An estimated 11.7% of adults 65 and older in the United States have reported a diagnosis of chronic obstructive pulmonary disease (COPD) from their physician (Centers for Disease Control and Prevention [CDC], 2012). The Global Initiative for Chronic Obstructive Lung Disease (GOLD, 2018) recommends regular and as-needed use of short-acting beta-agonists (SABAs) to improve forced expiratory volume over 1 second and symptoms of COPD. For chronic management of COPD, inhalers with a long-acting beta-agonist (LABA), long-acting muscarinic antagonist (LAMA), and/or inhaled corticosteroid (ICS) are recommended for daily symptom control. Older adults with greater symptoms and exacerbations requiring hospitalization are likely to be prescribed two to three short- and long-acting inhalers (GOLD, 2018). There are several inhalers available in the United States, each with specific steps that can make proper administration challenging.
Age-related visual, cognitive, and functional limitations increase the risk for poor inhaler technique (Dow, Fowler, & Lamb, 2001; Fraser, Patel, Norkus, & Whittington, 2012; Vanderman, Moss, Bailey, Melnyk, & Brown, 2015). The incidence of visual impairment and blindness in American individuals rises from 1.2% and 0.3%, respectively, in adults ages 65 to 74 to 12.1% and 5.6% in individuals 75 and older (Prevent Blindness America®, 2012). Approximately 5.7 million American individuals have a diagnosis of Alzheimer's disease; this number is projected to increase to 14 million by 2050 (Alzheimer's Association, 2018). Approximately 50% of adults 65 and older in the United States report a diagnosis of arthritis (Barbour, Helmick, Boring, & Brady, 2017). In addition, older adults may have other conditions or comorbidities that prevent proper inhaler administration, such as poor hand grip strength, history of stroke or transient ischemic attack, or Parkinson's disease (Vanderman et al., 2015).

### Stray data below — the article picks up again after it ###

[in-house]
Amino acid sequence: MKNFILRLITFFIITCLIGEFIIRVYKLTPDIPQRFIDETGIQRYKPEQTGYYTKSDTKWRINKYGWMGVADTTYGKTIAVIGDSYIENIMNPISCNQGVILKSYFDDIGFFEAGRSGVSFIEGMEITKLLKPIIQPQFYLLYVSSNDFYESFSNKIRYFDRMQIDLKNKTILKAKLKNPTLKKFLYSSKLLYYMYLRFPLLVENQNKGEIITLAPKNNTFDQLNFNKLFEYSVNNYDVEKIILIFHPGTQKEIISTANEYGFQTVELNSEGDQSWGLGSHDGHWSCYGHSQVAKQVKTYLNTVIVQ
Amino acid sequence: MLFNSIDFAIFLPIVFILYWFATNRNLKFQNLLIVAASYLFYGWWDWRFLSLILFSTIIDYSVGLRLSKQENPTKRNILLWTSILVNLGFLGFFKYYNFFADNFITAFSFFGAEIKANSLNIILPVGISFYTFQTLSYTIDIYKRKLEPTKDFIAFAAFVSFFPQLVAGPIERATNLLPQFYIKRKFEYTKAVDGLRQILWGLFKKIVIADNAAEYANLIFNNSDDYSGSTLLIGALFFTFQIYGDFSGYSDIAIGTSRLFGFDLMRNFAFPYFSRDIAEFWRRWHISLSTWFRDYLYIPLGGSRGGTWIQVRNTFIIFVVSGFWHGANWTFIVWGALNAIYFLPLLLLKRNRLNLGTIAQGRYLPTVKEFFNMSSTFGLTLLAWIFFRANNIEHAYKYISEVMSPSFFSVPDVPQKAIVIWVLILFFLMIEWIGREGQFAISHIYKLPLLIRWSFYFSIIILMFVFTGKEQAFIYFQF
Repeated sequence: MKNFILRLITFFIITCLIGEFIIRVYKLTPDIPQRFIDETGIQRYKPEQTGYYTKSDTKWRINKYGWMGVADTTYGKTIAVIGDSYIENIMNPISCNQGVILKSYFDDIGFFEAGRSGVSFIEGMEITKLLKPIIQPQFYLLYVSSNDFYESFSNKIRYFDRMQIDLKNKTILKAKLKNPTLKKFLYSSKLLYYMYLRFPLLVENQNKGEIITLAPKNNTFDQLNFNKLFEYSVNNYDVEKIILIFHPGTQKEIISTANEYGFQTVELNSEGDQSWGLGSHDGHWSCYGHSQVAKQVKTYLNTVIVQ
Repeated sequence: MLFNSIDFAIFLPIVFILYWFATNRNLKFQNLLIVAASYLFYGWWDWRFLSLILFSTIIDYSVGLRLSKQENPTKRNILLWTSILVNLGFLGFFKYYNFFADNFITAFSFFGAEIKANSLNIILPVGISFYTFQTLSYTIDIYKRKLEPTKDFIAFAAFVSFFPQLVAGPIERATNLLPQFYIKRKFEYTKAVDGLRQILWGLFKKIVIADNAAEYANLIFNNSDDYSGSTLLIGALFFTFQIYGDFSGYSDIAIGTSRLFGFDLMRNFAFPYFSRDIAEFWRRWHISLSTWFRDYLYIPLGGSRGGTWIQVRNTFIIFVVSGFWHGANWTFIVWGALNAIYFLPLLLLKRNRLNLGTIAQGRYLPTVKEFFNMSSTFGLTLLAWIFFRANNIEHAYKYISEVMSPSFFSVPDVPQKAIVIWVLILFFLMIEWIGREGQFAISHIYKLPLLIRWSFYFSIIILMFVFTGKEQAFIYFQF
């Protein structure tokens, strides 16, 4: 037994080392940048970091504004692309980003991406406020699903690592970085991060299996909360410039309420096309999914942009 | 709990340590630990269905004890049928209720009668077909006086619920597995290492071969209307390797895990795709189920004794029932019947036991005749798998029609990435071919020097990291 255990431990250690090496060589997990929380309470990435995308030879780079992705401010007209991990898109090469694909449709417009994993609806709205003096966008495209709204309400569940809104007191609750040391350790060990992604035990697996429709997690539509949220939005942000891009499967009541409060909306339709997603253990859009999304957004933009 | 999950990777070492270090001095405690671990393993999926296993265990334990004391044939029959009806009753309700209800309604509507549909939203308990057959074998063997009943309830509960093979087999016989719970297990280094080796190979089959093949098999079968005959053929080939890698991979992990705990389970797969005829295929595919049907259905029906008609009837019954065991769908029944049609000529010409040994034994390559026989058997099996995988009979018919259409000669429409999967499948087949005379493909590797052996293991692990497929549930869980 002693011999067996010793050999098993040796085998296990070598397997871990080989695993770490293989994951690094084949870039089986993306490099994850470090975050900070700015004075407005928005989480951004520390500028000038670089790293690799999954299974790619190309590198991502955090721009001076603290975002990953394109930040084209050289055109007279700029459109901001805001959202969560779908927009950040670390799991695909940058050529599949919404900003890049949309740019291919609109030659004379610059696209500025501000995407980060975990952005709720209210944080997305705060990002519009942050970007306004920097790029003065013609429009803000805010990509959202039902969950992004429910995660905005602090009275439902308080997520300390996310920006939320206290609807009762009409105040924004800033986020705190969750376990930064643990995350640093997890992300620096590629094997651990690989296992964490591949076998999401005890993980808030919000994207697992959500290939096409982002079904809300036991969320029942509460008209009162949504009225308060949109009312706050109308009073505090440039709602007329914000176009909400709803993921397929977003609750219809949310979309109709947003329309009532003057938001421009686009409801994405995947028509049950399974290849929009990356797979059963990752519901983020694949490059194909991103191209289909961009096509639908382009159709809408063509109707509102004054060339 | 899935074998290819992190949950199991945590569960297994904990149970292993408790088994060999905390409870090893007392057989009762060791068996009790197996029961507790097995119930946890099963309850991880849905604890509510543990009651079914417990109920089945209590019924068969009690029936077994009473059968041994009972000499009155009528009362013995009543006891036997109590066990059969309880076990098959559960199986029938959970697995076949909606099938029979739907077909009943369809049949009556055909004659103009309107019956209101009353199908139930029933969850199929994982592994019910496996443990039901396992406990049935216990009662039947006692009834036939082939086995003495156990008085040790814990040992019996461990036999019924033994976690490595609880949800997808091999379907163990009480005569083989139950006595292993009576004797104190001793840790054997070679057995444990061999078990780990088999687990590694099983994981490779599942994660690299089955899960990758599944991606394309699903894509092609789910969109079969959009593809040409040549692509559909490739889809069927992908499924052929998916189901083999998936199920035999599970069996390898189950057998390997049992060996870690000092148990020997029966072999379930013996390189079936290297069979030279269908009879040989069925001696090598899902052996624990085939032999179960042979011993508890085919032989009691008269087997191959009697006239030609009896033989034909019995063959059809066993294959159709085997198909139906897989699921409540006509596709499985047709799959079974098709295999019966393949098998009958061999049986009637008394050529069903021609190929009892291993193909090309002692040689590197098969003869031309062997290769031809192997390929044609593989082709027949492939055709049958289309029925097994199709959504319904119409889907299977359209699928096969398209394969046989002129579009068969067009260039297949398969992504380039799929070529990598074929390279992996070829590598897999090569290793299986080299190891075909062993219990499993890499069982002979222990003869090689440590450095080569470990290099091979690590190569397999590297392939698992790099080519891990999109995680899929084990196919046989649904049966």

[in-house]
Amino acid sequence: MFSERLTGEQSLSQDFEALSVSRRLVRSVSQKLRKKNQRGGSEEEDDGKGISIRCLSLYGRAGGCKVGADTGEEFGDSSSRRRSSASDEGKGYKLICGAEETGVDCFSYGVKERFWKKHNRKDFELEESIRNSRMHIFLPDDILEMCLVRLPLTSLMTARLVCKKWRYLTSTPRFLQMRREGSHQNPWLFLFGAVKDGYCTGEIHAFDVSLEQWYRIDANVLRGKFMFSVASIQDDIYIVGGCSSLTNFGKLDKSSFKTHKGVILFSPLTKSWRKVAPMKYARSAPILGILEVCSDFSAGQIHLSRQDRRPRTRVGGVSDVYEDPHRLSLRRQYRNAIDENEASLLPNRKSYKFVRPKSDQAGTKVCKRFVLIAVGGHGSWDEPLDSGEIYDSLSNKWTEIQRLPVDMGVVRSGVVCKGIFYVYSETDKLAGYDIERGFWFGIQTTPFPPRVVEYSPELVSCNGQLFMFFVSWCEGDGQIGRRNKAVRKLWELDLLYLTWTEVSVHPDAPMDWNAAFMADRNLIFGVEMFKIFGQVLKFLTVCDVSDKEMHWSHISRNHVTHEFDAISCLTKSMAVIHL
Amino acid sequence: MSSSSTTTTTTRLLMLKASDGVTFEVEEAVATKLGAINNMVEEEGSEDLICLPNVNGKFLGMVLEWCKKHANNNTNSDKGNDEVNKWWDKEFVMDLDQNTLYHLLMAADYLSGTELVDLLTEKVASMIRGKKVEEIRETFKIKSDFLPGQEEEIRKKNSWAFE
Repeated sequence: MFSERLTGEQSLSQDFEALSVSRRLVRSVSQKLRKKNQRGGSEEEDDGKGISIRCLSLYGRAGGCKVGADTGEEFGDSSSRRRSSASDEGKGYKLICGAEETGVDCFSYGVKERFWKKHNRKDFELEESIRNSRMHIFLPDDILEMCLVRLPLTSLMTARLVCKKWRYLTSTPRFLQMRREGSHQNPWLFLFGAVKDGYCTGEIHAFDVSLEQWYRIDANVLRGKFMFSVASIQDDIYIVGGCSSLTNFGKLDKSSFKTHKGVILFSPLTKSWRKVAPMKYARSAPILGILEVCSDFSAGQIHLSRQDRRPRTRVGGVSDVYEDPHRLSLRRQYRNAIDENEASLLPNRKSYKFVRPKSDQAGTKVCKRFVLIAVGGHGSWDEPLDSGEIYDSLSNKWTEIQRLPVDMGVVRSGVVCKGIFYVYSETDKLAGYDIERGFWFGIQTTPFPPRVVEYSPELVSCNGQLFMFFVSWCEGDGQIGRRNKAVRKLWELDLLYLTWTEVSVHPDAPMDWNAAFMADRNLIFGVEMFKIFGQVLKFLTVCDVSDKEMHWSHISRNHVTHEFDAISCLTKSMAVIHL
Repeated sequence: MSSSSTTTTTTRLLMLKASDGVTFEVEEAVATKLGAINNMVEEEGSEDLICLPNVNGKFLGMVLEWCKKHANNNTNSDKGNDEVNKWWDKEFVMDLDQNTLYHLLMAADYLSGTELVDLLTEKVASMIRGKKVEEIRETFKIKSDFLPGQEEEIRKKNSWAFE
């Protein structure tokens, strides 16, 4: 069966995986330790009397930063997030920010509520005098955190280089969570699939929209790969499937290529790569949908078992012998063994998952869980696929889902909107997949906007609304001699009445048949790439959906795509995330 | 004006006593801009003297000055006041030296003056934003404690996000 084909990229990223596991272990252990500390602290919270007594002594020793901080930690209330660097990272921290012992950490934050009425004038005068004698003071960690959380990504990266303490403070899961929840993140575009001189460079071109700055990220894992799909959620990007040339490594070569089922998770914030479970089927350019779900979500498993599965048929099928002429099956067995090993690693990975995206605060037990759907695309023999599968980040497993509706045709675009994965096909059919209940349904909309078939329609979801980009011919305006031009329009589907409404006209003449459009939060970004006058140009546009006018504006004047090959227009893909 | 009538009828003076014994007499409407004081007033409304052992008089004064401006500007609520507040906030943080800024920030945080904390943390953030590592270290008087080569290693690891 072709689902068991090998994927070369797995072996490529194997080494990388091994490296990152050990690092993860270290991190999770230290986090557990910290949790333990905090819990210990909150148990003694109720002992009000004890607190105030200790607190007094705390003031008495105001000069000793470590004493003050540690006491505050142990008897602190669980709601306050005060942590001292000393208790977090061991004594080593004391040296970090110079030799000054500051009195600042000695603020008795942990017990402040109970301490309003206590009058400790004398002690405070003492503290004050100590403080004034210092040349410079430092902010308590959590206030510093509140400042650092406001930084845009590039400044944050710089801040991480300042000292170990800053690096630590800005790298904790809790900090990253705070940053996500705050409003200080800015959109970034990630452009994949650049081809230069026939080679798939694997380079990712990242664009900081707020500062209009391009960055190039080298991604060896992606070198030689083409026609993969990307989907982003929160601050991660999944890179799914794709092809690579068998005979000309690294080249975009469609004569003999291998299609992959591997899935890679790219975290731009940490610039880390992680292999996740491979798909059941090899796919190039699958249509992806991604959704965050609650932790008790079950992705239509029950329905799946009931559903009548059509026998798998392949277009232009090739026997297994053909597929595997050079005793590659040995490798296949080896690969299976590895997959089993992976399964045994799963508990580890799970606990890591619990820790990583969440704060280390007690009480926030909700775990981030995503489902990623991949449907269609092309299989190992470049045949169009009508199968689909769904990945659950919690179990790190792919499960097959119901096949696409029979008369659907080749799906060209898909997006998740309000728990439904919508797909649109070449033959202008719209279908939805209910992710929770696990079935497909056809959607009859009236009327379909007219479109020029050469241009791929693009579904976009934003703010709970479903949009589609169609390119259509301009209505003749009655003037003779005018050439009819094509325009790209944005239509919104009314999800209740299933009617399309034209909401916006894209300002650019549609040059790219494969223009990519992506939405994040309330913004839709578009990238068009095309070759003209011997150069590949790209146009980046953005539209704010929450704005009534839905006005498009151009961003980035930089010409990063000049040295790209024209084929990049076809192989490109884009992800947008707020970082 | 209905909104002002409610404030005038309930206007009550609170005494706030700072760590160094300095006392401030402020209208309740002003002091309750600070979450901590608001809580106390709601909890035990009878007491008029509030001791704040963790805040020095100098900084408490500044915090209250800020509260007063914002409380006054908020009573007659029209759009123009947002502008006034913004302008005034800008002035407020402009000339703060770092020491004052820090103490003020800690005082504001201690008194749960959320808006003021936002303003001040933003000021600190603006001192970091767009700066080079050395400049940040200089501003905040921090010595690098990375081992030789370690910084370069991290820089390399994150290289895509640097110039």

Based on manufacturer prescribing information, there are 10 universal steps for inhalers plus one to four device-specific steps. Examples of device-specific steps include twisting an inhaler until it clicks or loading and puncturing a capsule. Trials that investigate inhaler use in older adults raise concerns about metered dose inhalers (MDIs) and dry powder inhalers (DPIs), such as the Diskus®, Ellipta®, and HandiHaler® devices. One study observed that older adults make critical administration errors with up to 79% of MDI doses and 88% of DPI doses (Vanderman et al., 2015). A critical error significantly affects dose delivery due to failure to complete certain steps, such as removing the mouthpiece cover, loading a DPI capsule, priming, sealing mouth over the mouthpiece, and deeply inhaling at the appropriate rate (Franks & Briggs, 2004; Vanderman et al., 2015). Dexterity limitations can negatively impact administration of MDIs in particular because the dose is released at a high velocity, which requires simultaneous inspiration and actuation by the patient (Chrystyn, 2007; Dow et al., 2001). In contrast, this “hand–lung” coordination is not necessary for DPIs (Chrystyn, 2007). A comparison between the HandiHaler DPI and MDI showed higher rates of correct use across all age groups with the HandiHaler, even in patients with more experience using a MDI than a HandiHaler (Dahl, Backer, Ollgaard, Gerken, & Kesten, 2003). However, dose delivery with a DPI is dependent on a strong inspiratory rate, which could be difficult for patients with severe COPD (Chrystyn, 2007).